Nearly 70% of U.S. Consumers Want Their Chip-and-PIN Credit Cards

NEW YORK ( -- Consumers in the United States are more than willing to transition to chip-and-PIN cards. In fact, a  recent survey indicates the majority of Americans are looking forward to the transition, with higher-security cards that contain a computer chip and require the cardholder to enter a PIN.

According to a survey from Vision Critical, 69% of Americans believe EMV chips will make their purchases more secure, since the cards are hard to duplicate and a thief must know the cardholder's PIN to complete a transaction. Only 5% believe the chips will lessen the security on their cards.

Americans are anxious to use chip-based credit cards, but 64% of respondents are more likely to pay in cash rather than credit cards because of recent credit card breaches. Thirty-eight percent said they prefer the idea of chip-and-PIN over chip-and-signature, but there is still a big question about whether people will be willing to use these cards when they are available.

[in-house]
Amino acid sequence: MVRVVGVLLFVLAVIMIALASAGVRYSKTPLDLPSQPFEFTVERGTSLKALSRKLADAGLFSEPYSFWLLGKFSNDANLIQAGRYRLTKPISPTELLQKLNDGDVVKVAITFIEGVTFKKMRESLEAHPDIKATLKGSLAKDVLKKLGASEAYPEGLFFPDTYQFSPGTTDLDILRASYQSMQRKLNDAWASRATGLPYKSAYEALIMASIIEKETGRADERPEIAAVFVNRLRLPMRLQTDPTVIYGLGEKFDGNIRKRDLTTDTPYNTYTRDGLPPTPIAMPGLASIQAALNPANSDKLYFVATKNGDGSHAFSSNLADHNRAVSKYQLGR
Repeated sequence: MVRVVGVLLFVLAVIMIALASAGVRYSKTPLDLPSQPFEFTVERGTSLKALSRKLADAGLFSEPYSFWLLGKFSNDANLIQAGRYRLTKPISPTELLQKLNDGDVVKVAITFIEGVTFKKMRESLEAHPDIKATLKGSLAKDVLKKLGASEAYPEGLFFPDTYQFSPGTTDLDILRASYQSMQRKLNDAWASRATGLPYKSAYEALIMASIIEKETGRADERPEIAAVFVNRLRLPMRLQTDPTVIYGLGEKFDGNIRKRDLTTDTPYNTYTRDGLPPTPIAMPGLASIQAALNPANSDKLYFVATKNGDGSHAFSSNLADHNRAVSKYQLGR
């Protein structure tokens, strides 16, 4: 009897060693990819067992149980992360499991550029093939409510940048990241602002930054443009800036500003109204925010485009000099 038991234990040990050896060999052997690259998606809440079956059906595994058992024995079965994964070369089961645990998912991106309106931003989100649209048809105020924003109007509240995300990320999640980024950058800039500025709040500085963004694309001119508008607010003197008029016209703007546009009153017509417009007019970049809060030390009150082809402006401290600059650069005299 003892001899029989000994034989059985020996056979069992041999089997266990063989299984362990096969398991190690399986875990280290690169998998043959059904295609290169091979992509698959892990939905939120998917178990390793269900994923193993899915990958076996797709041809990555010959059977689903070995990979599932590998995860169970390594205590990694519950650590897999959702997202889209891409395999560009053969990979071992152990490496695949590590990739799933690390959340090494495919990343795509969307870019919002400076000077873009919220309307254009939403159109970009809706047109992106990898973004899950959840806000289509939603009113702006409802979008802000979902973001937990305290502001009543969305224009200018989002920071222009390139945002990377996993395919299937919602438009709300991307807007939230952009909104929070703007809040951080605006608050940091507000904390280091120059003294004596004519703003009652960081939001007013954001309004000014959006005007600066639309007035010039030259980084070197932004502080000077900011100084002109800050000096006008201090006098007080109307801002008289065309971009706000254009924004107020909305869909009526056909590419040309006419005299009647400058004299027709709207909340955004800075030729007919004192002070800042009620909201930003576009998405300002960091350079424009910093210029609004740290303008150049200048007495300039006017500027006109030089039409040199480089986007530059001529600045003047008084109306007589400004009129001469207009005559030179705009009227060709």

Also see: Target's 46% Drop in Profits Means America Is Finally About to Meet Chip-and-PIN Credit Cards

The key is to keep people confident in their financial institutions. The survey showed 80% of respondents were confident in the security measures at their banks, and 73% were confident with their credit and debit card issuers.

One in 10 respondents said they have already received an EMV chip card (standing for the principals behind the standard, Europay, MasterCard and Visa), but nearly two-thirds of those surveyed were not sure when they would be getting one. All credit card companies and merchants in America are looking to switch to chip and PIN technology by October 2015.

Bill Hardekopf is chief executive of, which compares and rates more than 1,000 credit cards. He is the co-author of "The Credit Card Guidebook."

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